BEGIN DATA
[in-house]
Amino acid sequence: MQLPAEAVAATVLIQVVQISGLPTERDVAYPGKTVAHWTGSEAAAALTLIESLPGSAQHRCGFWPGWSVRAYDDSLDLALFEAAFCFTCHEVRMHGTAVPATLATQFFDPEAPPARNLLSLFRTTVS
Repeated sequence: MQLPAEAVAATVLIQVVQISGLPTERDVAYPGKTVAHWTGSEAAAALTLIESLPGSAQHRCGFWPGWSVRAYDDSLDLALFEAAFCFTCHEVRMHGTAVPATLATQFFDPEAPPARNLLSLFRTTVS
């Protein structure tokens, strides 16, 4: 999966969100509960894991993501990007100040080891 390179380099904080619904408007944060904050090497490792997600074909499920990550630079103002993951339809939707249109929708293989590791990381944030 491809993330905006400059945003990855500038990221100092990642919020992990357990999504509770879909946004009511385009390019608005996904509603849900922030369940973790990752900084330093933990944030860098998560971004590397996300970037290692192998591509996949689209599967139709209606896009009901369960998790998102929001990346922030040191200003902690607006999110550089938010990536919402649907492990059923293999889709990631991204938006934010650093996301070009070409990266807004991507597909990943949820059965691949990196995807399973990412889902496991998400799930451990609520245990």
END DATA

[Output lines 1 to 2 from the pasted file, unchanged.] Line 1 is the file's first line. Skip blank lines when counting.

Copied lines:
[in-house]
Amino acid sequence: MQLPAEAVAATVLIQVVQISGLPTERDVAYPGKTVAHWTGSEAAAALTLIESLPGSAQHRCGFWPGWSVRAYDDSLDLALFEAAFCFTCHEVRMHGTAVPATLATQFFDPEAPPARNLLSLFRTTVS